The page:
from one of the Harbour Bridge support columns, south-east Australia. To the
right of the Opera House is the beautiful Royal Botanic Gardens
and to the right is Circular Quay (the harbour's main ferry
terminal) and the business district.
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Sydney, New South Wales, is one of the world's great cities,
well-organised and well-developed but still very relaxed with
several fine green spaces - most notably the cockatoo-frenzied
Royal Botanic Gardens.
Australia's main cities are all designed in the same vein: spacious,
attractive waterfronts, plenty of greenery and pedestrian-friendly
sidewalks but Sydney hit the biggest seam with the world's largest
natural harbour - and absolutely gorgeous it is too.
Trivia: the world's second largest harbour? Poole, south England.
And by the way, Botany Bay, Captain Cook's first landing point, is now an industrial
zone about 10kms south of Sydney.
iconic Harbour Bridge with grey-suited climbers visible mid-left
and low right.
There are many who have climbed the Harbour Bridge who claim
that the cost is extortionate and out of proportion to the experience,
but others would disagree, especially if they managed top peak
out on a good day around sunset time. Whatever, this picture
was taken from the top of one of the bridge's support towers
and provided quite enough height thank you...
capital city: Some deluded folk think Sydney
is Australia's capital, or possibly Melbourne. Not at all, it's
a city in Australia's south-east that few tourists visit (Bugcrew
included), Canberra, purpose built because politicians could
not afford to give the title to either of the two serious contenders
- Sydney and Melbourne - for fear of dreadful sanctions from
the great and good of the losing city.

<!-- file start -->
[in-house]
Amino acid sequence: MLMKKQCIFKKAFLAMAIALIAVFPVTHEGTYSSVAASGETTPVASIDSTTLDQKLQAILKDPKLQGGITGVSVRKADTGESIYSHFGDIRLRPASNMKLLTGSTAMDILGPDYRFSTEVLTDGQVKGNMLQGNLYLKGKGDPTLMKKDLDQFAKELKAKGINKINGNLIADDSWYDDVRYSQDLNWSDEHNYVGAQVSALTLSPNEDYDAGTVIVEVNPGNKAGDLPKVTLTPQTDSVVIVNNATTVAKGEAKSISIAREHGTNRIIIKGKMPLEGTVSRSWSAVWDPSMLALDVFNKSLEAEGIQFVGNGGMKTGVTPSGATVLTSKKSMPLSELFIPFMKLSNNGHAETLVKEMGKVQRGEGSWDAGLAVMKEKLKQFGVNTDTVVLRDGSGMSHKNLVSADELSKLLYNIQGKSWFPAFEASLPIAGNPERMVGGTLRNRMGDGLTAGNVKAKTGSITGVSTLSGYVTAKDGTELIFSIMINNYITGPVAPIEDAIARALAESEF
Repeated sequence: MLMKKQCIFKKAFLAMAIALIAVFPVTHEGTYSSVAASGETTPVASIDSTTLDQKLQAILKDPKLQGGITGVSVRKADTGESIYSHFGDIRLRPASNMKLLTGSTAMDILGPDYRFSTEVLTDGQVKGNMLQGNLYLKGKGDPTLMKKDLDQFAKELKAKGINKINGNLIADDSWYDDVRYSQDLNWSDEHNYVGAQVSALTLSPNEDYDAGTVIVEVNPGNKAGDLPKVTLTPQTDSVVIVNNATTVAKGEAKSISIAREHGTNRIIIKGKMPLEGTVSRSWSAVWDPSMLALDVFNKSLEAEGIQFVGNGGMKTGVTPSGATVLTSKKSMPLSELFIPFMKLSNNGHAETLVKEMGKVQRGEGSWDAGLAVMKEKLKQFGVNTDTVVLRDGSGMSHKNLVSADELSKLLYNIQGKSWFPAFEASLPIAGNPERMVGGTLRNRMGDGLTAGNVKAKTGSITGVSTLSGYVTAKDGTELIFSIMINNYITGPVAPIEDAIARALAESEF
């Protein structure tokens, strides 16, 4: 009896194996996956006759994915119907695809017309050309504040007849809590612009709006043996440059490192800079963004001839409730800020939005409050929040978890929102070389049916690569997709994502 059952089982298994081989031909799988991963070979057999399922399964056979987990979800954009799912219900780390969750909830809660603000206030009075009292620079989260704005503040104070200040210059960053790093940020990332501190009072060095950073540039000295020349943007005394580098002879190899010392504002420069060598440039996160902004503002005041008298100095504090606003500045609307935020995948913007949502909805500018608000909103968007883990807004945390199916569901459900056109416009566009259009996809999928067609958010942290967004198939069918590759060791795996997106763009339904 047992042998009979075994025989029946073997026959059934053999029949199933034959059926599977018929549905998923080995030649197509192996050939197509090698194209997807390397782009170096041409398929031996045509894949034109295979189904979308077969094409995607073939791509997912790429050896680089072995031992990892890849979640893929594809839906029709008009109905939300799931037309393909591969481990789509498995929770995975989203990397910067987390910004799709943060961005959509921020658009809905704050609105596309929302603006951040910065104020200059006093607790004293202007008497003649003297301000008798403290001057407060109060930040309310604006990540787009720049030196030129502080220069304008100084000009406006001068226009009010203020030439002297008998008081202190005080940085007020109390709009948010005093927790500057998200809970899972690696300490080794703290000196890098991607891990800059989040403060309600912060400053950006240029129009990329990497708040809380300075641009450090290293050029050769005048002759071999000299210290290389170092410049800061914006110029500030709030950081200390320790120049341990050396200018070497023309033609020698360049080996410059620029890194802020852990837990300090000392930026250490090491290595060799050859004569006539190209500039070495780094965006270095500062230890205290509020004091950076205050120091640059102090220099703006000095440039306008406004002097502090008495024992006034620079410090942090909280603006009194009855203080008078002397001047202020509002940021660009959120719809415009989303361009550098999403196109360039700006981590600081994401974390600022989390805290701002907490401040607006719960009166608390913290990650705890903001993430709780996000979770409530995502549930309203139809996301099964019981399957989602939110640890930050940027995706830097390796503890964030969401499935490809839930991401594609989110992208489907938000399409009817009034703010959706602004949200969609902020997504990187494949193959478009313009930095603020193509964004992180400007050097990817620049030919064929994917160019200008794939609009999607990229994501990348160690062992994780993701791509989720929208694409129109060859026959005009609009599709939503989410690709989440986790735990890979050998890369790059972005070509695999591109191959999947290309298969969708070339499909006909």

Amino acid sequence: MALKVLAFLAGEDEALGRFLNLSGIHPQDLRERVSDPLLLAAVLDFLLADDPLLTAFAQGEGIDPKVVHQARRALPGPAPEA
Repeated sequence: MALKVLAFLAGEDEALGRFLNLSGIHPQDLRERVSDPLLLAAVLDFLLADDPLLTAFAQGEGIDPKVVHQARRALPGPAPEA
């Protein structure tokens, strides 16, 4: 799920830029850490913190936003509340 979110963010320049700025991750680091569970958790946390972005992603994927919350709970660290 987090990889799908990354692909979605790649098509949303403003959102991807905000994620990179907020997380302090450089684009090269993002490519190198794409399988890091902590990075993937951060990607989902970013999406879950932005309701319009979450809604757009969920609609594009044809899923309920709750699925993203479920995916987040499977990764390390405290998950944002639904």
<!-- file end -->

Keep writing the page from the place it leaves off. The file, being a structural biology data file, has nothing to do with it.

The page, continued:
Still, Sydney - aka 'Sin City' by locals though we can't imagine
why, the sinny side must be well hidden - is unquestionably
the city that tourists have to see, along with Uluru and Cairns
for a minimum Australia experience. Melbourne, it's true, is
very pleasant, but it lacks the harbour and being further south
the climate is cooler - some even liken it to Britain's dire
Rocks weekend market.
Old Victorian buildings visible in many places around Australia
face off the Rocks market tents, a tourist souvenir hotspot,
while the Harbour Bridge crosses in the background.
And on the subject of weather...don't expect too much from Sydney.
Rain is not uncommon in any season, nor sweater-inducing temperatures,
though in all probability your shorts (short pants) will see
Just don't wear tiny tight shorts like too
many of Sydney's older, pot-bellied underclass males - unless
you're a fit young female of course. And if you yearn for guaranteed
sunshine then the central east coast is your best bet, where
300 days of sunburn is apparently the norm.
small part of the Darling Harbour complex, enjoyed by ibis as
much as tourists.
the best time to visit Sydney is March, April, Oct, Nov when temperatures are moderate and crowds are reduced by school
terms, though if you are a show freak and organised enough to
book ahead then January's Sydney Arts Festival month might suit
Sadly, without a mad 'Fringe' Festival that Scotland's
Edinburgh does so well, Sydney's event is rather staid, lacking
in fire and not worth making a special effort to attend.
Sulphur-Crested Cockatoos in the Royal Botanic Gardens.
Australian wildlife is not generally as easy to find as one
might imagine, birdlife flourishes everywhere, not least in
Sydney, with ibis as common as pigeons and parrots, fruit bats
and cockatoos screeching around the Royal Botanic Gardens, especially
bats in Sydney's Royal Botanic Gardens. Click
to see more Sydney Pictures
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